I am clearly in a bit of an all white mood. Looking at the past few posts every second one is on a white background and this one is no different.
But when my dear friend Dawn arrived with some white enamel plates she had picked up on a recent road trip, the logical thing was to set some strawberries alight, spoon them into the enamel, sprinkle with rose petals and photograph it all on a crisp white background!
I wish I was so incredibly creative. This is a recipe that has been on the “to make list” for a while. I can not remember how I came across it but was instantly drawn to the incredibly beautiful photographs in an article about Mikkel Karstad’s new book. I have not heard of Mikkel before but as the article pointed out he was head chef at the Danish parliament and a few Michelin starred restaurants. But I guess the kicker was being gastronomic advisor to Claus Meyer who co-founded Noma.
As I scrolled down I saw the recipe for Flamed Strawberries. It reminded me of a recipe I saw in an Anthony Bordain episode about Noma, where one of the chefs experimented with strawberries pickled in rose vinegar with creme fraiche infused with burnt rose. How amazing does strawberries pickled in rose vinegar sound? If anyone has an idea of how to make rose vinegar please let me know.
Mikkel’s recipe was made on the open fire and served with a strawberry sorbet. I tweaked it to the ingredients I had at the time, made it on the stove top and do think this is a fabulous light dessert. I used brandy in stead of whiskey and could not find any lemon verbena so used lemon thyme. The original recipe has the rose petals added to the cooking process but I find that the commercial roses we have today have zero fragrance so I just used it as garnish.
The recipe also came with a strawberry sorbet which looks pretty amazing but I did not make it. I tried the strawberries with some shortbread but found it too buttery and rich for the tangy strawberries and feel that it is a dessert best served on its own with no cream or ice cream either. Depending on the sweetness of the strawberries the dessert could be quite tart – check for sweetness and if you want it a tad sweeter add a sprinkle of sugar.
Oh, and setting the brandy alight is quite optional. If you do not want to play with fire, just cook the sauce for a few minutes more to soften the alcohol taste.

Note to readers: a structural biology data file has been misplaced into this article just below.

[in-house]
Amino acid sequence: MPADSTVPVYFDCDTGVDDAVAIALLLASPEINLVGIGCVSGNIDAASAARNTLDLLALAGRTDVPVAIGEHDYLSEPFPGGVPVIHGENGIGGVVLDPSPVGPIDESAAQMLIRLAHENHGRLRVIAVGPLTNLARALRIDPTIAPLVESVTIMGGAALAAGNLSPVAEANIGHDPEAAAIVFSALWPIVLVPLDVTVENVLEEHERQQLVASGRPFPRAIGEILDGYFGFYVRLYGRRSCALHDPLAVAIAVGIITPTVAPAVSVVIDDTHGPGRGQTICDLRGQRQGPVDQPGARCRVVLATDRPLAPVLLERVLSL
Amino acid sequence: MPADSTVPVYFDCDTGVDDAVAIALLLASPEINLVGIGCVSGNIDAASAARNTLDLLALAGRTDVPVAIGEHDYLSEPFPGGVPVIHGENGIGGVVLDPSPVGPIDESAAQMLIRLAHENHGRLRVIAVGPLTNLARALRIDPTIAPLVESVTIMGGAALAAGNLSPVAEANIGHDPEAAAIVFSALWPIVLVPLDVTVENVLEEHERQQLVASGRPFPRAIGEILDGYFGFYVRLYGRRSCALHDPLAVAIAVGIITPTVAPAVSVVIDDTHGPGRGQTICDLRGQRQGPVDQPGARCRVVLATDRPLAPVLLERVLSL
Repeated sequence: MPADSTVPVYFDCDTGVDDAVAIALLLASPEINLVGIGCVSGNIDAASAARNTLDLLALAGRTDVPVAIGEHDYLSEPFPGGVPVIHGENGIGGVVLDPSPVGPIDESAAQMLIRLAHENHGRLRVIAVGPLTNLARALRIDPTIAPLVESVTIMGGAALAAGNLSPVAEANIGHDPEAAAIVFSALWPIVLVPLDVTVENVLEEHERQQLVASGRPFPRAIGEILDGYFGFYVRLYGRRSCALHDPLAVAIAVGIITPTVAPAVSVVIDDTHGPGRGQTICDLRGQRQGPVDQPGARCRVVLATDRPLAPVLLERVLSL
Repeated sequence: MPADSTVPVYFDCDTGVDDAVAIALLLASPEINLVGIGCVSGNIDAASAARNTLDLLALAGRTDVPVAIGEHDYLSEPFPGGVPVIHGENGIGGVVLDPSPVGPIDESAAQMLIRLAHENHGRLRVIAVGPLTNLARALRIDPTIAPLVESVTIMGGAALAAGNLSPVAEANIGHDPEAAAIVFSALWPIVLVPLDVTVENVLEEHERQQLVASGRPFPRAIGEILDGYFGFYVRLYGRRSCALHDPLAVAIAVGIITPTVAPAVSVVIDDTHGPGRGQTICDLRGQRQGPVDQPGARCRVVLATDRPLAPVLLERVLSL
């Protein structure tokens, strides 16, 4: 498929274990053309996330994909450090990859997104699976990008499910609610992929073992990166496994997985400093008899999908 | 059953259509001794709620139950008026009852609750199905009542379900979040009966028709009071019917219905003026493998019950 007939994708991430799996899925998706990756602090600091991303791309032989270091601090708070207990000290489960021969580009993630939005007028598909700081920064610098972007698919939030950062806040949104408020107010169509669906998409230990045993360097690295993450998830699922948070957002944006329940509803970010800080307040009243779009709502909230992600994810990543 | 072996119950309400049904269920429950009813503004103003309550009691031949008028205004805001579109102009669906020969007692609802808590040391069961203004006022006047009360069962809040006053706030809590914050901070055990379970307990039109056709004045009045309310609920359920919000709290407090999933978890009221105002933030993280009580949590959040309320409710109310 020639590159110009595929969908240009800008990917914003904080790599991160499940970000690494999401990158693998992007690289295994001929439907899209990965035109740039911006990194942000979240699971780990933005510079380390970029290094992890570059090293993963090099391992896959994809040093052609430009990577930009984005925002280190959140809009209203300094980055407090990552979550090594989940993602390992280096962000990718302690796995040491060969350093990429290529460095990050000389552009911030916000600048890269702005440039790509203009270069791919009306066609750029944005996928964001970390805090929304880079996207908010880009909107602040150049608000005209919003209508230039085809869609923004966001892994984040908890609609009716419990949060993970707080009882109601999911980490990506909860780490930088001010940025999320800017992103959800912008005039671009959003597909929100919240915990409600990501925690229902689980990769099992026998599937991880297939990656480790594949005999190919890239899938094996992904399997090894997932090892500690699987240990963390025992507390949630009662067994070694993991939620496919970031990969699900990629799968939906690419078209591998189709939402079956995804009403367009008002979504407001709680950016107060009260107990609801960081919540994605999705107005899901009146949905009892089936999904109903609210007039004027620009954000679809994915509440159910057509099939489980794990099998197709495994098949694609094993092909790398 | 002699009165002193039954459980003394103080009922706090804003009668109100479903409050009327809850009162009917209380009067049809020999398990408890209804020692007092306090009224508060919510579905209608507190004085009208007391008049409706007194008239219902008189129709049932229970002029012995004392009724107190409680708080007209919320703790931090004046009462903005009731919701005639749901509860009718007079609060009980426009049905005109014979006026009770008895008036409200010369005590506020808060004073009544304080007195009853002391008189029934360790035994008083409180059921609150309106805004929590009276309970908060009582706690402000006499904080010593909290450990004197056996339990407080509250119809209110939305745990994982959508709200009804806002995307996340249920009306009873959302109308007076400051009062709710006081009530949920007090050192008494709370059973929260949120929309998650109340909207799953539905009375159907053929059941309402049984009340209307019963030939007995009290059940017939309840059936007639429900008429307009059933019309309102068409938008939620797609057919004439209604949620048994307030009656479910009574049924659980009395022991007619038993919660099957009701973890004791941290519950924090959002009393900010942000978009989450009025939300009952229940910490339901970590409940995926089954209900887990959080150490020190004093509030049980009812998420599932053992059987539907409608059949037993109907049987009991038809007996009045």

- 500g strawberries
- 2 tablespoons honey
- 1 tablespoon lemon juice
- zest of 1 lemon
- 1 -2 tablespoons brandy (if you want to measure)
- 1 heaped teaspoon lemon thyme leaves
- 1 small handful of rose petals
- Rinse the strawberries and snip away the tops.
- Heat up a frying pan and put the honey into the hot pan.
- After half a minute put the strawberries into the pan and fry the strawberries for a minute.
- Add the lemon juice and zest and fry for 1 more minute until it thickens and becomes a light syrup.
- Add the brandy to the pan and carefully set it alight.
- When the alcohol is lit, shake the pan easily, until there are no more flames and therefore no more alcohol.
- Add the thyme leaves and shake the pan one more time.
- Serve the strawberries right away or chill it in the fridge for later.
- Garnish with the rose petals
- The dessert can also be made with other kinds of berries or fruits such as peaches, apricots, plums, pears or apples.
- Adapted from Mikkel Karstad
Wine suggestion by Conrad Louw CWM: Food decadence is not always synonymous with slaving in the kitchen. Summer is here and strawberries are in abundance. Make this dessert as a perfect way to finish off a meal – on a light note. And don’t waste time thinking about choice for wine. Think “Strawberries & Bubbly”. Strawberries as a fruit usually has a fairly high acidity, especially when you buy it and it is not fully ripe yet. But with this treat, you add a dash of honey and brandy too (amongst others). A slightly off-dry (not sweet!) bubbly of your choice, preferably a Rosé, would be the seamless match. There are so many local bubblies on the market that you can choose from, but make sure it is not a sweet one – there is a big difference between “off dry” and “sweet”. I usually prefer bubbly to be made like Champagne is made, and not carbonated.
My personal and reliable choice which I always recommend as a bubbly to be enjoyed with deserts, is the JC Le Roux La Valleé, which is made like Champagne is made, but we in South Africa calls it Method Cap Classique (MCC). It doesn’t break the bank balance, but it always delivers on the taste.